12      Dillon urges that “the continuing violation doctrine” makes its notice to the Village timely, because all the events were part of a continuing series of breaches that had a cumulative effect, namely lower property values.  Dillon argues that the statute does not require a claimant to file a new notice of the circumstances of the claim every time there is an event that could be part of a series of breaches that gives rise to a claim, otherwise anyone in a long-term contract with a municipality would have to be continually filing notices of claim every time there was a potential breach.  Dillon also argues that it is inequitable for the Village’s breaches to “be cured with the passage of each 120-day time period but apply a six year statute of limitations to [Dillon’s] actions.”  Additionally, Dillon tells us that this statute was not meant to apply to someone in an ongoing relationship with a municipality, such as developers who are cooperating with the municipality in improving a TIF district.

13      Dillon’s arguments miss the mark.  First, Dillon did not even include a viable tail end of a continuing violation in its notice of the circumstances of the claim—there is no allegation of any event giving rise to injury within the 120-day period.  Second, Dillon did not file a notice of the circumstances of the claim for even one event in the 120-day period, so its concerns about continuous refiling are unfounded.  Third, there is no exception to Wis. Stat. § 893.80 for developers of TIF districts.  The municipality needs to have notice of their claims, arising out of a TIF district improvement project, just like any other claim.  Dillon’s public policy questions are for the legislature to decide, and the legislature has not set forth any separate statutory schemes for claims pursuant to TIF agreements.

Assessment and Zoning Challenges

14      With regard to Dillon’s challenges to the assessment and zoning decisions regarding the property, Dillon failed to exercise its statutory remedies.  Objections to the assessment of real property are governed by Wis. Stat. § 70.47.  While Dillon did challenge the assessment, it did not appeal the board of review’s decision.  See Hermann v. Town of Delavan, 215 Wis. 2d 370, 382, 572 N.W.2d 855 (1998) (statutory appeals procedures are exclusive remedy for challenging valuation of real property).  Regarding zoning, Dillon appeared before the plan commission to object to changes in parking availability, but did not appeal the commission’s decision to the zoning board of appeals.  Wis. Stat. § 62.23(7)(e) (setting forth procedure for zoning board of appeals).[4]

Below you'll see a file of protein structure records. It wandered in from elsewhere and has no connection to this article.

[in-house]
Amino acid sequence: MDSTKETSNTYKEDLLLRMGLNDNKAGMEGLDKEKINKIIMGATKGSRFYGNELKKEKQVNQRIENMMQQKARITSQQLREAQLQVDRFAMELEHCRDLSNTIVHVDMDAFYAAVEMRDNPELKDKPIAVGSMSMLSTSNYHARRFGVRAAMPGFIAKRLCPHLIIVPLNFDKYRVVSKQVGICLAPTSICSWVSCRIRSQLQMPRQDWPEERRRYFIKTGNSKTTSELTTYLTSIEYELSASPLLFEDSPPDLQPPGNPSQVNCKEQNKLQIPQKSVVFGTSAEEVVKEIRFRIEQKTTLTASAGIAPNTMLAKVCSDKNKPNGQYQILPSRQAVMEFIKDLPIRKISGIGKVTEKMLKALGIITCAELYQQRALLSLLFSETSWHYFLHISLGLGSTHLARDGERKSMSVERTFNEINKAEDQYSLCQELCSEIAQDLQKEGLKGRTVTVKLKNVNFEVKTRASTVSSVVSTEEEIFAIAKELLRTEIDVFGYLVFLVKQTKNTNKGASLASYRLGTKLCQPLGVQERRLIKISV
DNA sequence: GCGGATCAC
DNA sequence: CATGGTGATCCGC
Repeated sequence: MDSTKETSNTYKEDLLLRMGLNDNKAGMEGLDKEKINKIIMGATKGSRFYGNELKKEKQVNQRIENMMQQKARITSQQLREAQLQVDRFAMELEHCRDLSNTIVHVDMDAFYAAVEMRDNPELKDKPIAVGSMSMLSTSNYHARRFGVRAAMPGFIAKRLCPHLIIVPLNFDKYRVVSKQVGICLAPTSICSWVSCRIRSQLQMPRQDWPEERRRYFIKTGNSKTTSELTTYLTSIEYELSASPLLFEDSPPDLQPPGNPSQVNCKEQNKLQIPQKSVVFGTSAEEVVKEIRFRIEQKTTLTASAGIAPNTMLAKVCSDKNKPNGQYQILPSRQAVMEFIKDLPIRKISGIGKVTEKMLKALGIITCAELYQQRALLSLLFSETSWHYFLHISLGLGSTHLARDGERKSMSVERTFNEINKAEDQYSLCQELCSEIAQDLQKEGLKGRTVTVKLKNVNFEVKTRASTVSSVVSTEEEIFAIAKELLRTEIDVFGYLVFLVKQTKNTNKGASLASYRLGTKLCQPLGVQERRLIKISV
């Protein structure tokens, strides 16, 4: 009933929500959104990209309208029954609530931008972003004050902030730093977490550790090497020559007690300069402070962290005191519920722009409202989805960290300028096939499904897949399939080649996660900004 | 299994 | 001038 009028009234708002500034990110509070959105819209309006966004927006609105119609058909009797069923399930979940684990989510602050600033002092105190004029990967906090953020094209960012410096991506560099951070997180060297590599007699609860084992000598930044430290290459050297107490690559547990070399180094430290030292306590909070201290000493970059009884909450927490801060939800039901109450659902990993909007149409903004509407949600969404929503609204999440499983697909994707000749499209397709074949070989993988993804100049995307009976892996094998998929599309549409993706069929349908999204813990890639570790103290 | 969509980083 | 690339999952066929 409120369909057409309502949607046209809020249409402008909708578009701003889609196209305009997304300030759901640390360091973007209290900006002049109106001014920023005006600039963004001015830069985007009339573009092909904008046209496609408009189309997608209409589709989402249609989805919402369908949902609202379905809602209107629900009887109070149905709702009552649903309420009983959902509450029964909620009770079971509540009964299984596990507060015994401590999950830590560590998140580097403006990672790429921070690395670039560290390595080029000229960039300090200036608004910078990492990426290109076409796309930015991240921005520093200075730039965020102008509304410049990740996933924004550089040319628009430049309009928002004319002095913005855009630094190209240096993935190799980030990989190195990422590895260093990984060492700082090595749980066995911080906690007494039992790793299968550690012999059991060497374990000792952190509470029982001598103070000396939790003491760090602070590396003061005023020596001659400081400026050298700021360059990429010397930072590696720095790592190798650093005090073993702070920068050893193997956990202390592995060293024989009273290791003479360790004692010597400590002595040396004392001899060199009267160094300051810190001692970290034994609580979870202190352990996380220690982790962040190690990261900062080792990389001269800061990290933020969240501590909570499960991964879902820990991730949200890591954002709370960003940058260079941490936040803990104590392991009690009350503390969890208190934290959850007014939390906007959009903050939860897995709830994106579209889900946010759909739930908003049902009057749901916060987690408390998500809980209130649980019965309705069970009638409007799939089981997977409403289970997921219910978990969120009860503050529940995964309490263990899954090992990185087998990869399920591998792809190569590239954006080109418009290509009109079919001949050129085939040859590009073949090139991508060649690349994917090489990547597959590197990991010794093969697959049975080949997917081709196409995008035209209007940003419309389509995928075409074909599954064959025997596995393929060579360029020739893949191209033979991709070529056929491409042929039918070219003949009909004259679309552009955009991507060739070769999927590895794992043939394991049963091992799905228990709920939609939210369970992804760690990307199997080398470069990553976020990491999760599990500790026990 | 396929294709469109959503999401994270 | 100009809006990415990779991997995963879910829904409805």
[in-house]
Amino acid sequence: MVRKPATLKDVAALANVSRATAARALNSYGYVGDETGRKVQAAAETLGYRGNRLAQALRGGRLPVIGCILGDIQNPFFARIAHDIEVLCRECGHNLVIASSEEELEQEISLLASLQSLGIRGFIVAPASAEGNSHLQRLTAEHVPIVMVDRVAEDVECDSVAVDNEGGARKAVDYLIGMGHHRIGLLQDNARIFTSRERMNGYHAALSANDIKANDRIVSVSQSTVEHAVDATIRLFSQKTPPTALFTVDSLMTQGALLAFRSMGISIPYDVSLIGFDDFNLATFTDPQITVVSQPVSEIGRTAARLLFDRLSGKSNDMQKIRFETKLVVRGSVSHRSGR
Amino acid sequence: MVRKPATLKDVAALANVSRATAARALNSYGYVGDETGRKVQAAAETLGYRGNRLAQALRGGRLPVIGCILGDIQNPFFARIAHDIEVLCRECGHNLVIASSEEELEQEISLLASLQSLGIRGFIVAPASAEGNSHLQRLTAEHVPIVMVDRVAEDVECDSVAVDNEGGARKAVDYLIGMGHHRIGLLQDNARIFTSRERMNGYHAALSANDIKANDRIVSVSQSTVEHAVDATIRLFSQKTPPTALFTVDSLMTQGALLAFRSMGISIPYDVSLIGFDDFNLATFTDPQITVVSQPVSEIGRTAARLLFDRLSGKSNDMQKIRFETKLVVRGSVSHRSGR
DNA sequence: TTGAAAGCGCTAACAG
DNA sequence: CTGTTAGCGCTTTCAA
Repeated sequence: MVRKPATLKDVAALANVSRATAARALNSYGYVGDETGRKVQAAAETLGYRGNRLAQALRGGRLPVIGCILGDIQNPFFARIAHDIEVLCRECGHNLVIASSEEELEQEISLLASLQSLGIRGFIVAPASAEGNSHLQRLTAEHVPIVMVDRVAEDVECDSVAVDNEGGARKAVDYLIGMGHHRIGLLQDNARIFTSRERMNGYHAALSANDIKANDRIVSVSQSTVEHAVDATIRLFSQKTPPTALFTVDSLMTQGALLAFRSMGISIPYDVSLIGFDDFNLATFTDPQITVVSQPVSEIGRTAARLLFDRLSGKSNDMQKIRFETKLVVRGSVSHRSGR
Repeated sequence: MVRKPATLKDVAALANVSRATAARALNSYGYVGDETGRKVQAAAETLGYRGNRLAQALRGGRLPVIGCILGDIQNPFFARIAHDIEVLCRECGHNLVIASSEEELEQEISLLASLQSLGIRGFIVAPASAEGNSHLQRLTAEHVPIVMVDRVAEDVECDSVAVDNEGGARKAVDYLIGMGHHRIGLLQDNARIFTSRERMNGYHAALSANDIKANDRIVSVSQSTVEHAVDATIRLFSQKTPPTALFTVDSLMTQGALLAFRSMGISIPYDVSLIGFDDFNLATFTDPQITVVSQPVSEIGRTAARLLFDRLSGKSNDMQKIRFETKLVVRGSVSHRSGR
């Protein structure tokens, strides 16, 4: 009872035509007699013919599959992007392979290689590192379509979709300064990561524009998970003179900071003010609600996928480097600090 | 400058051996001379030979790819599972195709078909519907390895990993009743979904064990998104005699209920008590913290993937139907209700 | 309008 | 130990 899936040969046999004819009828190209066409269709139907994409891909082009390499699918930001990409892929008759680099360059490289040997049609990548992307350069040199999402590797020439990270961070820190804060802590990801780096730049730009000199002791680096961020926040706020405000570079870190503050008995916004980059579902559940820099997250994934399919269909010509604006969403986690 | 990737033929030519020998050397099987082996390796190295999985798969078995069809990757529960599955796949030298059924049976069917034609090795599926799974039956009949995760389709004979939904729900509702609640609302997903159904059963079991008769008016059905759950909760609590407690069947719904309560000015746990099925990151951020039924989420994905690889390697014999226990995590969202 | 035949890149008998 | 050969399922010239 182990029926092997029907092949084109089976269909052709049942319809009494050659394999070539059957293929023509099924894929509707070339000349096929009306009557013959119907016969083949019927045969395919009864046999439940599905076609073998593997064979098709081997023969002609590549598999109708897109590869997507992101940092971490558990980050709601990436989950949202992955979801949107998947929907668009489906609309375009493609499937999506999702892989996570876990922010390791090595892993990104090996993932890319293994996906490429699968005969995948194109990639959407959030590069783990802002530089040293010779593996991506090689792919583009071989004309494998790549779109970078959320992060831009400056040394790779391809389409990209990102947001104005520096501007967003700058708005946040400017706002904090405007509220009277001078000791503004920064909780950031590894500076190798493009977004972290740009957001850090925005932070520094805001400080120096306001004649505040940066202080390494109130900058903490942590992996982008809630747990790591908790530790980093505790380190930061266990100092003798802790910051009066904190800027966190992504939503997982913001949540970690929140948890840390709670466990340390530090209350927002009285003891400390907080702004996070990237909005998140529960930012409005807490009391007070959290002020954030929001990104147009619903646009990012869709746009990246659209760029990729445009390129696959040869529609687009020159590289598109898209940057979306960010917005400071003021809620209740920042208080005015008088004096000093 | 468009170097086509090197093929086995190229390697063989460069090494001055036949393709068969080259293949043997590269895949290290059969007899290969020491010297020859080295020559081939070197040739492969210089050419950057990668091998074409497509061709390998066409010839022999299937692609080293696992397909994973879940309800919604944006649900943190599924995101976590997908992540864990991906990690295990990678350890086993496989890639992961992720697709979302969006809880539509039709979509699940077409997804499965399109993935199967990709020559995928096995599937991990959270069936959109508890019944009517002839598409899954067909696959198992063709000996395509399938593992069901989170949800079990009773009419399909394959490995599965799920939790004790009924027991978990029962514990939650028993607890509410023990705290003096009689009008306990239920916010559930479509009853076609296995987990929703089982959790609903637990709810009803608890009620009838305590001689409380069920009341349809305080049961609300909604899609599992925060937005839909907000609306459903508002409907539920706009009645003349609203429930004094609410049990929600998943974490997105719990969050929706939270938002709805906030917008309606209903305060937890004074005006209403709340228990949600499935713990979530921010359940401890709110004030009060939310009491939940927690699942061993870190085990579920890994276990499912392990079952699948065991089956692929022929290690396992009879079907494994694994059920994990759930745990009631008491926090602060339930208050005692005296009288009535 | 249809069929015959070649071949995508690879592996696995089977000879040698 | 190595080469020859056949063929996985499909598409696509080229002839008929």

15      The notice of injury and notice of claim are not procedural formalities to be brushed aside before initiation of litigation.  The legislature has instituted these notice requirements to allow local governments to be better stewards of limited public resources through the proper investigation of claims and proper budgeting of taxpayer dollars for settling or litigating claims.  Where, as here, the claimant does not give the municipality notice of the circumstances giving rise to its claim within 120 days, an action cannot be maintained against the municipality.

            By the Court.—Order affirmed.

            Not recommended for publication in the official reports.



[1]  2011 Wis. Act 162, § 1g renumbered Wis. Stat. § 893.80(1) to § 893.80(1d).  We will refer to the subsection with the new numbering. 

Wisconsin Stat. § 893.80 is titled “Claims against governmental bodies or officers, agents or employees; notice of injury; limitation of damages and suits.”  In paragraph (1d)(a), the notice is referred to as “notice of the circumstances of the claim.”  Both “notice of injury” and “notice of the circumstances of the claim” are used in the case law to refer to the notice, and we use them interchangeably in this opinion.

All references to the Wisconsin statues are to the 2011-12 version unless noted otherwise.

[2]  Indeed, the statement details multiple events and dates all of which range from March of 2005 through the summer of 2009.  As examples, Dillon alleges that the Village failed to attach certain documents to one agreement executed in March 2005.  Dillon alleges in April 2007 it was unable to finish certain improvements due to ongoing Riverwalk construction.  Dillon alleges the Village denied it the ability to challenge the assessment of the properties in July 2009. 

[3]  We further note that this provision, which Dillon acknowledges simply allows a party who waives assertion of a breach to take action on a subsequent breach, in no way contradicts the time requirements of Wis. Stat. § 893.80.

[4]  Among other things, the Village asserted an affirmative defense that the CDA was a necessary party to this action.  The parties dispute the CDA’s status vis-à-vis the Village and this lawsuit, due to the fact that the CDA is a party to all three agreements.  We need not address that issue, as the claim before us is against only the Village, and the statutory notice to the Village was untimely.  See Gross v. Hoffman, 227 Wis. 296, 300, 277 N.W. 663 (1938) (we only need address dispositive issues).